Based on an article in the latest issue of Journal of Management & Organization

One of the most challenging and unresolved problems in the field of strategic management is the high rate of organisational strategies that fail, with some authors estimating a rate of failure of approximately 80 to 90%.

Although remarkable progress has been made to understand the reasons behind failure and improve the success rate of implementation, the reality is that the problem of strategy implementation failure persists. A useful first step to address this problem consists in assessing its real scale by determining the true rate of strategy implementation failure. This assessment is important for several reasons one of the most important being that the claims of high failure rates (90%) have often been used to guide the research and practice on strategic management. In particular, they have played an important role on the adoption or abandonment of some management tools by practitioners, and on the choice of topics researched by academics.

This study aims to contribute to the discussion on the estimation of strategy implementation failure rates by providing a clear and comprehensive understanding of the nature of this problem and showing that the percentage of strategies that fail to succeed is a controversial issue. In particular, by reviewing and discussing relevant literature, the study finds that the current state of affairs on the field of strategic management does not allow a single robust estimate of the failure rate of strategy implementation to be provided. In fact, the range of variation of the estimates is remarkable. When we analyze the studies that focus on business strategy implementation in general, we can verify that the estimated rates of failure have ranged from 28 to 90%. When we turn to the studies that have focused on the implementation of specific business strategies this range is even wider. While some studies have obtained rates of failure as low as 7–10% others have obtained rates of failure as high as 80–90%.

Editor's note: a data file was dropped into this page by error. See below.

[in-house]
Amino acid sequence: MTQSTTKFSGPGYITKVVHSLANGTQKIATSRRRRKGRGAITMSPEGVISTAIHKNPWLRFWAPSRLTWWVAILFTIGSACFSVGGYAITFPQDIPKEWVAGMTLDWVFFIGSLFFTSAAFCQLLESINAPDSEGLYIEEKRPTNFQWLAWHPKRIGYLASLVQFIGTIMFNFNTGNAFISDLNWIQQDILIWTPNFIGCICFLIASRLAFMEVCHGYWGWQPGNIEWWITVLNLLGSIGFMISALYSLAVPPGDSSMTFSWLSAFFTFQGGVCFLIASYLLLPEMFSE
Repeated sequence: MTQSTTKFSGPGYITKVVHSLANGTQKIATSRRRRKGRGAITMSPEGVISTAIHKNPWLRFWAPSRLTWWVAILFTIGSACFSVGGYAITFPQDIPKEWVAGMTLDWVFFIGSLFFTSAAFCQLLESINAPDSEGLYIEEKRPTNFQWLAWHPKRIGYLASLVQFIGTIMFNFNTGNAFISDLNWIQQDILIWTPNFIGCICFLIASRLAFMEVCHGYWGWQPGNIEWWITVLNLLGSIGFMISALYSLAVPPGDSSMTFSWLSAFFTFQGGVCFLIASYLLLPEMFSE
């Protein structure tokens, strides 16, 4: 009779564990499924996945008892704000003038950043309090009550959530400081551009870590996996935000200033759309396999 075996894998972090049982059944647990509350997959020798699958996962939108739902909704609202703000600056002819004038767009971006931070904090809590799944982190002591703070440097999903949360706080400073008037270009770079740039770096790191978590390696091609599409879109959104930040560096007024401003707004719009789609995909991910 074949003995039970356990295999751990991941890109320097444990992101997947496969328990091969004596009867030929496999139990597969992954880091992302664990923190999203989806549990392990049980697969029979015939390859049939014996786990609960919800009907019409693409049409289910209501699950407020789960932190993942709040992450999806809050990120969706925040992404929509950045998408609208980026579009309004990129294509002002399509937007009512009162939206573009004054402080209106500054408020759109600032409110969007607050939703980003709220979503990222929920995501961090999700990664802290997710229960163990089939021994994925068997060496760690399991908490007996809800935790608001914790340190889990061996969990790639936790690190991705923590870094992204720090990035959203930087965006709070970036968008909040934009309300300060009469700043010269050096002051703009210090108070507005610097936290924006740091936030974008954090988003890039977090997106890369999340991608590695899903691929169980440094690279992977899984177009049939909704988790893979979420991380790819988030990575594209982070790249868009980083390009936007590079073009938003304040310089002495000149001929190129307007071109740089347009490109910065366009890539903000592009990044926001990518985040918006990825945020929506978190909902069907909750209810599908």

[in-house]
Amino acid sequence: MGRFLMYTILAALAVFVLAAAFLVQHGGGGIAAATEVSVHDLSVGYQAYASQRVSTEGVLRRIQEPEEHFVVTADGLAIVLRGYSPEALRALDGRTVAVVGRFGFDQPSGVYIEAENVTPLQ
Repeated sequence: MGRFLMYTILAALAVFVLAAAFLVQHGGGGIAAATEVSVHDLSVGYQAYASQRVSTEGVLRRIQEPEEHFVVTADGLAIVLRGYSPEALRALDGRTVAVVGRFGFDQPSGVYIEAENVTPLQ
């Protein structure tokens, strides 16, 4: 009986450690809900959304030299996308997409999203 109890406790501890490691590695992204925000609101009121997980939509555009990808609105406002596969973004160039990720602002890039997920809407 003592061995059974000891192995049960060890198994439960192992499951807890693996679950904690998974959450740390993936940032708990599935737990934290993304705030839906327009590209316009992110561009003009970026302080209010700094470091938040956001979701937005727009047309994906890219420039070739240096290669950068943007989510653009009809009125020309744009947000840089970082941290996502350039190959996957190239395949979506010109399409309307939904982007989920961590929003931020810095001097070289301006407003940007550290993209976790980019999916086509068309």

Therefore, although it can be claimed that up to 90% of strategic initiatives fail, as this is the upper limit of the estimates provided in the literature, this is likely to be an overestimation. The analysis of the literature also suggests that most of the estimates presented in the literature are based on evidence that is outdated, fragmentary, fragile or just absent. Careful consideration is therefore advised before using current estimates to justify changes in management theory and practice.

In order to further contribute to this discussion and help address the methodological weaknesses of previous studies, we also lay the foundations of a clear protocol to guide researchers in the process of estimating more rigorously the true rates of failure on strategy implementation. A number of issues where further research could be fruitful are also suggested.

We encourage you to read the full article ‘Strategy implementation: What is the failure rate?’ here

Article written by Carlos J F Cândido and Sérgio P Santos


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